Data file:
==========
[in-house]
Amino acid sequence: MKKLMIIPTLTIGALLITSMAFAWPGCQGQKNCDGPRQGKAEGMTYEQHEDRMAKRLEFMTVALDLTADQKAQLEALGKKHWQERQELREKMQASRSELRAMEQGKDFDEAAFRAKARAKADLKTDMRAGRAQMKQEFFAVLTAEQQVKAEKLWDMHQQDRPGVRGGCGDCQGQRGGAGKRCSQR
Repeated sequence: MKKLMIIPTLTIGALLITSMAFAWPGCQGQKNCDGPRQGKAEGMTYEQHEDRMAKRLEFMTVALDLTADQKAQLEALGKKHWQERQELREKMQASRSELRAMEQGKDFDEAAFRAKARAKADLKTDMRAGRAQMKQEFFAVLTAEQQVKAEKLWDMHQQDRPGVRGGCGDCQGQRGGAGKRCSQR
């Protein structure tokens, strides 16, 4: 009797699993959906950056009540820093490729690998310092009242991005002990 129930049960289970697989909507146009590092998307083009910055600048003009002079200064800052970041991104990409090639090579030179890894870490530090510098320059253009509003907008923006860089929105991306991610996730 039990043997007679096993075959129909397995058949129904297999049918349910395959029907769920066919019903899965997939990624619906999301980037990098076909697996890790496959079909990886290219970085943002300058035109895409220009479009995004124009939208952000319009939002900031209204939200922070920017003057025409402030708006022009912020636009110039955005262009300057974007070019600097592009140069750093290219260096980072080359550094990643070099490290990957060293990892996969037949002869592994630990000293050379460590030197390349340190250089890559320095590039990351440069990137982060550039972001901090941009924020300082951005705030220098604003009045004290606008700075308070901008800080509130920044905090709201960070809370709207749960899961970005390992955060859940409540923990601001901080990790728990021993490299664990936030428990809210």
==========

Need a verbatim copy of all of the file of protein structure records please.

[in-house]
Amino acid sequence: MKKLMIIPTLTIGALLITSMAFAWPGCQGQKNCDGPRQGKAEGMTYEQHEDRMAKRLEFMTVALDLTADQKAQLEALGKKHWQERQELREKMQASRSELRAMEQGKDFDEAAFRAKARAKADLKTDMRAGRAQMKQEFFAVLTAEQQVKAEKLWDMHQQDRPGVRGGCGDCQGQRGGAGKRCSQR
Repeated sequence: MKKLMIIPTLTIGALLITSMAFAWPGCQGQKNCDGPRQGKAEGMTYEQHEDRMAKRLEFMTVALDLTADQKAQLEALGKKHWQERQELREKMQASRSELRAMEQGKDFDEAAFRAKARAKADLKTDMRAGRAQMKQEFFAVLTAEQQVKAEKLWDMHQQDRPGVRGGCGDCQGQRGGAGKRCSQR
């Protein structure tokens, strides 16, 4: 009797699993959906950056009540820093490729690998310092009242991005002990 129930049960289970697989909507146009590092998307083009910055600048003009002079200064800052970041991104990409090639090579030179890894870490530090510098320059253009509003907008923006860089929105991306991610996730 039990043997007679096993075959129909397995058949129904297999049918349910395959029907769920066919019903899965997939990624619906999301980037990098076909697996890790496959079909990886290219970085943002300058035109895409220009479009995004124009939208952000319009939002900031209204939200922070920017003057025409402030708006022009912020636009110039955005262009300057974007070019600097592009140069750093290219260096980072080359550094990643070099490290990957060293990892996969037949002869592994630990000293050379460590030197390349340190250089890559320095590039990351440069990137982060550039972001901090941009924020300082951005705030220098604003009045004290606008700075308070901008800080509130920044905090709201960070809370709207749960899961970005390992955060859940409540923990601001901080990790728990021993490299664990936030428990809210």